01 December 2012

South Wales

I’d been in North Wales only three months ago. And it was great! So when a trip to south Wales came up I decided to join. Rupert picked me up. The car got quite full; Paul and Laura were in it too, and so did quite some club kit. We were all wedged in, but we got there. Where?

The hut

We reached the hut; I could tell, as it looked like on the website. The door was locked, the shutters were closed. It was freezing! We had a description of where they key should be, but even with it it was hard to find. We found it though, and we got in, to a snug hut where the remnants of a fire were still smouldering. I immediately got me a litre of hot water. I also wondered what bed to pick, and decided on the one in the furthest corner. It would turn out to be a wise choice!

The bucolic view from the hut

Before the others had returned from the pub I called it a day. I stuffed toilet paper in my ears and curled up. I slept quite well, even though I sometimes half woke up and heard the murmur coming from below.The next day I would find out people had been partying into the early hours. They had even equaled the local record in the squeeze machine! (For those who don't know what that is: this website is rather illustrative.)

The next morning we would go into Ogof Ffynnon Ddu, where I’d been before. We would meet up at another hut with some members of the Axbridge caving club; we’d meet at 10.30. We hoped we would have Dave and Dave too by that time; they had had commitments the day before, and would drive in that morning. Unfortunately, they didn’t make it. Bernard decided against joining, as he felt a bit iffy in the ear. So with a reduced group we had a massive fried breakfast and off we went. We were at the other hut at 10; some faffing followed. It turned out the other club wasn’t keen on teaming up with us anyway, so we went in ourselves.

The other hut, half-hidden in the valley, and three cavers on their way to OFD.

It was a weekend with massive weather warnings all over the place. We had decided we were fine going into OFD, but not into the active streamway. There was bound to be a LOT of water in there. And we didn’t want to get swept away, or trapped by rising water. Luckily, OFD is very large, and there was enough to go around. We rummaged around a bit; I lost track of where we were quite soon. But we had a play in the grid that OFD is (a map clearly reveals the cave was formed by water running through a the fracture system consisting of two perpendicular sets), and saw rifts, dripstone formations, minor streamways, and whatnot.I took only few pictures; I didn't want people to wait for me all the time, and with my weak light it can take forever to light up the large spaces you tend to find in OFD. But for the curious: there is an excellent virtual tour! We were in OFD II-III, so that's where the link goes, but those that want to see OFD I too should go here.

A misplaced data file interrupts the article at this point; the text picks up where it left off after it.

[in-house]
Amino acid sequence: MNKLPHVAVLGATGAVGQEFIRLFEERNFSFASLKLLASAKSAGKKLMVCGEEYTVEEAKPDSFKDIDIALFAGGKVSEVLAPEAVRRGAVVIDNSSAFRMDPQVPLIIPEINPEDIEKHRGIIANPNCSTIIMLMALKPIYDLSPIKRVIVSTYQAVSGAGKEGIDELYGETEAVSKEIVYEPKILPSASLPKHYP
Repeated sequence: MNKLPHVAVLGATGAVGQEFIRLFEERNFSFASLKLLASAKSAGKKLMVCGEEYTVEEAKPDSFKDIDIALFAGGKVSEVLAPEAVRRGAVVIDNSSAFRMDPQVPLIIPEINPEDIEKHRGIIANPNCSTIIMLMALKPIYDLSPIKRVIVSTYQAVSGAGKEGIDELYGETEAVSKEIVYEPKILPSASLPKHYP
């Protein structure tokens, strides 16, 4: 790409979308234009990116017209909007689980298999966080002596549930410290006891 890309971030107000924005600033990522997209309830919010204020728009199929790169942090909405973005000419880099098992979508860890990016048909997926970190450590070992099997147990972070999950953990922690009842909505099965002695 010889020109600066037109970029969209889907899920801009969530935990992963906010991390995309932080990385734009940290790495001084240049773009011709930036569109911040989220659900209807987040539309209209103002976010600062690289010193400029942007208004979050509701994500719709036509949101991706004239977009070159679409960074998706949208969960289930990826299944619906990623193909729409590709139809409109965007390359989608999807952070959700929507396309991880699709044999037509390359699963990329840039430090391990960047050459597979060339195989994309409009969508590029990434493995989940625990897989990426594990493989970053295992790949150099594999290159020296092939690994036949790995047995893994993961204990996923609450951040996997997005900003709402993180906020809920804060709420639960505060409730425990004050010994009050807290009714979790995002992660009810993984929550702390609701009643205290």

A pretty aven in OFD

At some point we decided to split up; there were two locations we wanted to visit, and it would get somewhat congested if we would go with all 9 of us at one time. I teamed up with Lionel, Richard and Alex; we would head for the Maypole. It’s a precipitous drop into the streamway. We got there soon, and upon inspection of the drop we decided to use a rope. It’s a scary climb! But we only had belay belts; we would have to go up and down on an Italian hitch. I am fine with that going down, but not going up, so I chickened out. That way I got to see another group come up on our rope, the presence of which they found rather convenient. A guy came up first, and then belayed up the rest. It was nice to just have a relaxed chat with him. If I knew someone would belay me up I would have gone, but well, one doesn’t, does one. He belayed our men up too. Then we were on our way again!